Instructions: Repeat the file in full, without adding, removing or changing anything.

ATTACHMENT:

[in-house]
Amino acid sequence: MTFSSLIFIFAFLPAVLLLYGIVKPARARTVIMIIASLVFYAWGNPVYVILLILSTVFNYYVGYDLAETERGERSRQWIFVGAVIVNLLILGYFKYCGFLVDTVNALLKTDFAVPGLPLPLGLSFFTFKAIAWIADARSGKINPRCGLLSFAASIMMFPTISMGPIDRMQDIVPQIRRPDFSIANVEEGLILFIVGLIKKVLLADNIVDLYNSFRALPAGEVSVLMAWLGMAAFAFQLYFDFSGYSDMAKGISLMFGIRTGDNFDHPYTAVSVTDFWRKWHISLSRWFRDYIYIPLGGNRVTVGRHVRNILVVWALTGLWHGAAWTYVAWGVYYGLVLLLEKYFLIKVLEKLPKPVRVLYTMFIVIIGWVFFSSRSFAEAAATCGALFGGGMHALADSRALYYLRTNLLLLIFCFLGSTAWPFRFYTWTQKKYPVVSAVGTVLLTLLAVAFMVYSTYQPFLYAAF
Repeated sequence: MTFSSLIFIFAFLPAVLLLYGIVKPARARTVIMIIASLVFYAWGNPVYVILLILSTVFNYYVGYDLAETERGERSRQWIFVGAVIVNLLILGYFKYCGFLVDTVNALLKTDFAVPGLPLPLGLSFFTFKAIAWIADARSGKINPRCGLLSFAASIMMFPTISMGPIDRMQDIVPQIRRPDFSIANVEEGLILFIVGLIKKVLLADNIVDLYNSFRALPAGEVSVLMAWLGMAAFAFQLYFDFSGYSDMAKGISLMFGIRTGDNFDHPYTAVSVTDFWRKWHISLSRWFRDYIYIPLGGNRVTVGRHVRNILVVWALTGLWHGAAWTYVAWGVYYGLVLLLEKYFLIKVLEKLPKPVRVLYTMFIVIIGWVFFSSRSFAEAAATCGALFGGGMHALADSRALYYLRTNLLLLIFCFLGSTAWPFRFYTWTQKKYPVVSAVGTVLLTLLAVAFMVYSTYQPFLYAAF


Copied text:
[in-house]
Amino acid sequence: MTFSSLIFIFAFLPAVLLLYGIVKPARARTVIMIIASLVFYAWGNPVYVILLILSTVFNYYVGYDLAETERGERSRQWIFVGAVIVNLLILGYFKYCGFLVDTVNALLKTDFAVPGLPLPLGLSFFTFKAIAWIADARSGKINPRCGLLSFAASIMMFPTISMGPIDRMQDIVPQIRRPDFSIANVEEGLILFIVGLIKKVLLADNIVDLYNSFRALPAGEVSVLMAWLGMAAFAFQLYFDFSGYSDMAKGISLMFGIRTGDNFDHPYTAVSVTDFWRKWHISLSRWFRDYIYIPLGGNRVTVGRHVRNILVVWALTGLWHGAAWTYVAWGVYYGLVLLLEKYFLIKVLEKLPKPVRVLYTMFIVIIGWVFFSSRSFAEAAATCGALFGGGMHALADSRALYYLRTNLLLLIFCFLGSTAWPFRFYTWTQKKYPVVSAVGTVLLTLLAVAFMVYSTYQPFLYAAF
Repeated sequence: MTFSSLIFIFAFLPAVLLLYGIVKPARARTVIMIIASLVFYAWGNPVYVILLILSTVFNYYVGYDLAETERGERSRQWIFVGAVIVNLLILGYFKYCGFLVDTVNALLKTDFAVPGLPLPLGLSFFTFKAIAWIADARSGKINPRCGLLSFAASIMMFPTISMGPIDRMQDIVPQIRRPDFSIANVEEGLILFIVGLIKKVLLADNIVDLYNSFRALPAGEVSVLMAWLGMAAFAFQLYFDFSGYSDMAKGISLMFGIRTGDNFDHPYTAVSVTDFWRKWHISLSRWFRDYIYIPLGGNRVTVGRHVRNILVVWALTGLWHGAAWTYVAWGVYYGLVLLLEKYFLIKVLEKLPKPVRVLYTMFIVIIGWVFFSSRSFAEAAATCGALFGGGMHALADSRALYYLRTNLLLLIFCFLGSTAWPFRFYTWTQKKYPVVSAVGTVLLTLLAVAFMVYSTYQPFLYAAF